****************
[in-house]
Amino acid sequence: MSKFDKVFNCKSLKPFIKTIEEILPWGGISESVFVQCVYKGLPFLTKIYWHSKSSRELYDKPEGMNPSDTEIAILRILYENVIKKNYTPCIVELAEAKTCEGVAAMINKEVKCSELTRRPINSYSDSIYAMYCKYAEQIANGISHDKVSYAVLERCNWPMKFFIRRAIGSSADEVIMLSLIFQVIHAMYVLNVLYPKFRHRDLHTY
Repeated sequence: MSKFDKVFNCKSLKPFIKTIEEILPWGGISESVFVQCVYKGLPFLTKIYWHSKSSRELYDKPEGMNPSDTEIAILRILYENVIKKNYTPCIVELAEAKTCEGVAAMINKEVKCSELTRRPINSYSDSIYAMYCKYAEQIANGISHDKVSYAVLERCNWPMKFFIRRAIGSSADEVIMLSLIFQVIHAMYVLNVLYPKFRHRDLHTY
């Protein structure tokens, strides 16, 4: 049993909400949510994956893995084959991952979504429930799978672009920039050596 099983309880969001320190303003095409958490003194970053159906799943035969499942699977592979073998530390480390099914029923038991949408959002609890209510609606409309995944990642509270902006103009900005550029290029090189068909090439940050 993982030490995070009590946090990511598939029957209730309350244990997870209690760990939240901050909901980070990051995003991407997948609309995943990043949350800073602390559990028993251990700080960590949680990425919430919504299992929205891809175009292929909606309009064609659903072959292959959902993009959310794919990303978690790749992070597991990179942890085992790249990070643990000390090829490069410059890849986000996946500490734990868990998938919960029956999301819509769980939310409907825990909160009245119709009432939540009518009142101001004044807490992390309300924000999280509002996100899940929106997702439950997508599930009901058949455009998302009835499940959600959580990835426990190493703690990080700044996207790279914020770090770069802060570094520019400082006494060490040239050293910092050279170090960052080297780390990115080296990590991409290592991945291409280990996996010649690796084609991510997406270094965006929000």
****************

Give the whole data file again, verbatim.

[in-house]
Amino acid sequence: MSKFDKVFNCKSLKPFIKTIEEILPWGGISESVFVQCVYKGLPFLTKIYWHSKSSRELYDKPEGMNPSDTEIAILRILYENVIKKNYTPCIVELAEAKTCEGVAAMINKEVKCSELTRRPINSYSDSIYAMYCKYAEQIANGISHDKVSYAVLERCNWPMKFFIRRAIGSSADEVIMLSLIFQVIHAMYVLNVLYPKFRHRDLHTY
Repeated sequence: MSKFDKVFNCKSLKPFIKTIEEILPWGGISESVFVQCVYKGLPFLTKIYWHSKSSRELYDKPEGMNPSDTEIAILRILYENVIKKNYTPCIVELAEAKTCEGVAAMINKEVKCSELTRRPINSYSDSIYAMYCKYAEQIANGISHDKVSYAVLERCNWPMKFFIRRAIGSSADEVIMLSLIFQVIHAMYVLNVLYPKFRHRDLHTY
């Protein structure tokens, strides 16, 4: 049993909400949510994956893995084959991952979504429930799978672009920039050596 099983309880969001320190303003095409958490003194970053159906799943035969499942699977592979073998530390480390099914029923038991949408959002609890209510609606409309995944990642509270902006103009900005550029290029090189068909090439940050 993982030490995070009590946090990511598939029957209730309350244990997870209690760990939240901050909901980070990051995003991407997948609309995943990043949350800073602390559990028993251990700080960590949680990425919430919504299992929205891809175009292929909606309009064609659903072959292959959902993009959310794919990303978690790749992070597991990179942890085992790249990070643990000390090829490069410059890849986000996946500490734990868990998938919960029956999301819509769980939310409907825990909160009245119709009432939540009518009142101001004044807490992390309300924000999280509002996100899940929106997702439950997508599930009901058949455009998302009835499940959600959580990835426990190493703690990080700044996207790279914020770090770069802060570094520019400082006494060490040239050293910092050279170090960052080297780390990115080296990590991409290592991945291409280990996996010649690796084609991510997406270094965006929000």